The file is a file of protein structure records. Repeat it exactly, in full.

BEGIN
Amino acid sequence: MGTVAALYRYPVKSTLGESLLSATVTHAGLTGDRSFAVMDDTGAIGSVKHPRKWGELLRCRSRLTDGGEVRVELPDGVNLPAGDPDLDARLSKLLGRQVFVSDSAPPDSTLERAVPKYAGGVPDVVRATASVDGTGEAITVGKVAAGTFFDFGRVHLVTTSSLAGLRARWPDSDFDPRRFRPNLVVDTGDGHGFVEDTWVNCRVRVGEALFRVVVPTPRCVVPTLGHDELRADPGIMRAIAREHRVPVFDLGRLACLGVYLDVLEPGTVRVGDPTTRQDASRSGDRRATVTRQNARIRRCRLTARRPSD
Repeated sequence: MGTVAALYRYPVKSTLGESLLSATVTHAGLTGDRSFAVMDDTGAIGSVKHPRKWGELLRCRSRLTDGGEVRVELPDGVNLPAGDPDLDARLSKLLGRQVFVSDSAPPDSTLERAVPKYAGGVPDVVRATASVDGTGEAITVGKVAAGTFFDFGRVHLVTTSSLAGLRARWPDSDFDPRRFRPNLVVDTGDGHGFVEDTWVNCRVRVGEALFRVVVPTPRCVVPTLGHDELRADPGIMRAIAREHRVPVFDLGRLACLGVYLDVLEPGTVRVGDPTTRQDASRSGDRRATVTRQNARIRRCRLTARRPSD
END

Amino acid sequence: MGTVAALYRYPVKSTLGESLLSATVTHAGLTGDRSFAVMDDTGAIGSVKHPRKWGELLRCRSRLTDGGEVRVELPDGVNLPAGDPDLDARLSKLLGRQVFVSDSAPPDSTLERAVPKYAGGVPDVVRATASVDGTGEAITVGKVAAGTFFDFGRVHLVTTSSLAGLRARWPDSDFDPRRFRPNLVVDTGDGHGFVEDTWVNCRVRVGEALFRVVVPTPRCVVPTLGHDELRADPGIMRAIAREHRVPVFDLGRLACLGVYLDVLEPGTVRVGDPTTRQDASRSGDRRATVTRQNARIRRCRLTARRPSD
Repeated sequence: MGTVAALYRYPVKSTLGESLLSATVTHAGLTGDRSFAVMDDTGAIGSVKHPRKWGELLRCRSRLTDGGEVRVELPDGVNLPAGDPDLDARLSKLLGRQVFVSDSAPPDSTLERAVPKYAGGVPDVVRATASVDGTGEAITVGKVAAGTFFDFGRVHLVTTSSLAGLRARWPDSDFDPRRFRPNLVVDTGDGHGFVEDTWVNCRVRVGEALFRVVVPTPRCVVPTLGHDELRADPGIMRAIAREHRVPVFDLGRLACLGVYLDVLEPGTVRVGDPTTRQDASRSGDRRATVTRQNARIRRCRLTARRPSD